chapter  7
17 Pages

The ‘unchildlike child’: making and marking the child/adult divide in the juvenile court

ByElizabeth Brown

Modern childhood is a concept with centuries of history in the US and abroad, yet the premise

that the crimes of youth should be dealt with in a different institution than the adult criminal

court is only a little more than a century old. Juvenile courts came to prominence in the US

as a result of the Progressives, a political movement of middle-class white women seeking to

inculcate values of childhood and home in urban society from the 1890s to the 1930s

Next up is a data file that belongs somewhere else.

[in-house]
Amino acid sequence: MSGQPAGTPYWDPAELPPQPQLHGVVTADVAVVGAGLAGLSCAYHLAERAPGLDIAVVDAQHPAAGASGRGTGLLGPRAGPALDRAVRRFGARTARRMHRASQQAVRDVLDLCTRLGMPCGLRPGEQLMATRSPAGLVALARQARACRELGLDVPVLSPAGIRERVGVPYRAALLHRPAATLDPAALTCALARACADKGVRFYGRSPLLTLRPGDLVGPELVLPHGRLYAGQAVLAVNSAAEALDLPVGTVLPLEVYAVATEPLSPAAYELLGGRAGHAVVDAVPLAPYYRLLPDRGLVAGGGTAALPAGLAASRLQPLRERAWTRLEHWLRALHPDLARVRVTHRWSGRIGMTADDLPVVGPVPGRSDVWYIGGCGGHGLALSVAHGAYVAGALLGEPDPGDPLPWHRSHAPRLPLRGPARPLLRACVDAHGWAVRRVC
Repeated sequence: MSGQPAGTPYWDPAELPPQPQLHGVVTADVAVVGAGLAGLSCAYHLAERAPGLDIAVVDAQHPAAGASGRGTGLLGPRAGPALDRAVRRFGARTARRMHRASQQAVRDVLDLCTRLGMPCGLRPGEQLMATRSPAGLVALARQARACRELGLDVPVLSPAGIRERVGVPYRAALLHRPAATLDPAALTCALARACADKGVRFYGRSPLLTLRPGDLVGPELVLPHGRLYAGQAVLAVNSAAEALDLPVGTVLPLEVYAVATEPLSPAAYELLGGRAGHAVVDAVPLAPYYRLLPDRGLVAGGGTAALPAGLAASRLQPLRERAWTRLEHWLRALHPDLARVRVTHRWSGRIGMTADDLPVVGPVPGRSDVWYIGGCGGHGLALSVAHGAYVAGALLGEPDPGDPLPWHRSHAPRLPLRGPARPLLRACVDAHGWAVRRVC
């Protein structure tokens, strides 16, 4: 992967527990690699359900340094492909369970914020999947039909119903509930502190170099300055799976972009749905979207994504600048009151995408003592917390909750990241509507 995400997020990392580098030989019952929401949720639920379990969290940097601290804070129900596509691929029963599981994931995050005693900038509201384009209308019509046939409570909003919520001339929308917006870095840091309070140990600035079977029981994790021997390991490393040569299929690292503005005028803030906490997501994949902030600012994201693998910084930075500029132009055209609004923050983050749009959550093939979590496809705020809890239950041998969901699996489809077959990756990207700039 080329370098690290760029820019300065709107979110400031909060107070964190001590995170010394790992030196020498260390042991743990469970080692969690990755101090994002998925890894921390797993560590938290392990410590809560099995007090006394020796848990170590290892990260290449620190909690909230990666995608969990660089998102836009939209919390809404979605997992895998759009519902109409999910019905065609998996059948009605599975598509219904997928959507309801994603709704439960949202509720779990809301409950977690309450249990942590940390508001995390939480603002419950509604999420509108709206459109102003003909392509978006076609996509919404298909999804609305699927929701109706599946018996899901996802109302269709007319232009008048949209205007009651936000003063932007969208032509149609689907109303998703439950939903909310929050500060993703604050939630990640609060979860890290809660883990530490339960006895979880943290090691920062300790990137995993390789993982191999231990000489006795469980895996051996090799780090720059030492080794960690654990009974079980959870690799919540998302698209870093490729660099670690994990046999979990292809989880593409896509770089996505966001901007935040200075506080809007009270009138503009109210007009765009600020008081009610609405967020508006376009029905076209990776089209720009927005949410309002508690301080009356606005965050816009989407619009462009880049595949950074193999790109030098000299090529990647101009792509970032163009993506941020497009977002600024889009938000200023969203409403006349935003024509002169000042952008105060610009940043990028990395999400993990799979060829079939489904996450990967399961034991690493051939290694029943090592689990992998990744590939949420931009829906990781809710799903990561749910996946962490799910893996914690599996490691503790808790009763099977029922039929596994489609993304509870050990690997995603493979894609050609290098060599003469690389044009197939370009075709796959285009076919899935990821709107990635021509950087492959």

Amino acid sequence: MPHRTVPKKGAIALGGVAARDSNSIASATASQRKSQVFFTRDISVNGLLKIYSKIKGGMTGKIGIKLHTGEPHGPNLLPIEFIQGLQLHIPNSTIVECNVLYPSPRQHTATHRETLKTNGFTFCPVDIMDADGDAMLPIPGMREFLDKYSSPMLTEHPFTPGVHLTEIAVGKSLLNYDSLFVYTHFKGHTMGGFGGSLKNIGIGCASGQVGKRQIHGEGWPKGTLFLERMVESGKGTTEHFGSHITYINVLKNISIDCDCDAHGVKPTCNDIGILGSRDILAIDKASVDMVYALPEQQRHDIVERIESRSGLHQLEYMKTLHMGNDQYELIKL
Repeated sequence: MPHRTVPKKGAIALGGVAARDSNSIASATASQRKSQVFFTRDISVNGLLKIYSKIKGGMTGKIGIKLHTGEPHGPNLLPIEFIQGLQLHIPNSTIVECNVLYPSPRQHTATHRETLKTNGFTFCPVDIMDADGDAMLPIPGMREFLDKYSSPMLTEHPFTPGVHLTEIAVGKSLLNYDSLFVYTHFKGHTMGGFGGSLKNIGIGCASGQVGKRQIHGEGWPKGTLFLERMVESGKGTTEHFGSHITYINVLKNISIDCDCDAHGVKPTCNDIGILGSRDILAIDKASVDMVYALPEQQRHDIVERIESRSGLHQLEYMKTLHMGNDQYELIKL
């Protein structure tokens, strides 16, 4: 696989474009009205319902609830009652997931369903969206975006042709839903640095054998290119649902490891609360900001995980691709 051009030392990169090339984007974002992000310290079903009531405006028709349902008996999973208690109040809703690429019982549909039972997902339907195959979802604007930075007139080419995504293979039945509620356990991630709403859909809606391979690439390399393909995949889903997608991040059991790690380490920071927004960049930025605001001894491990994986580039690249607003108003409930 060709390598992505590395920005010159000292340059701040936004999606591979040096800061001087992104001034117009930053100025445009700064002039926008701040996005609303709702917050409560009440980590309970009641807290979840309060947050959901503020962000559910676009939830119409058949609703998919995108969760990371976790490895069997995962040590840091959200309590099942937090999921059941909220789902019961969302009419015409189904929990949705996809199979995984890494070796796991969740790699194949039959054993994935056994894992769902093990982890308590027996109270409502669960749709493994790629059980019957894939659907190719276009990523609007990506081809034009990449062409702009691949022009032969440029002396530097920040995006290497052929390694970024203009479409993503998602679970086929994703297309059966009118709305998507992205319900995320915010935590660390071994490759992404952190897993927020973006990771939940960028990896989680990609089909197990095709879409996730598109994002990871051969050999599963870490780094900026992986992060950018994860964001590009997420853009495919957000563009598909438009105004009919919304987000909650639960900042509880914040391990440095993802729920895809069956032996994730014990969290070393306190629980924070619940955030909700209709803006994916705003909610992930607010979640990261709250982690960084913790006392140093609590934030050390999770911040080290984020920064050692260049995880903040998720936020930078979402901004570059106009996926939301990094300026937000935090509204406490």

(Platt 1969 1977, Rothman 1980). Progressive reformers saw adult members of the criminal

class as inescapably deviant. The formation of the adult rationality – and the fixity this

implied – happened over the course of childhood, and once an individual reached adulthood,

a criminal disposition would be fully formed unless the juvenile court intervened. Progressives

reasoned that the juvenile court could protect the category of childhood, and prevent young

people from crossing the boundary, both physically and morally, into adult territory.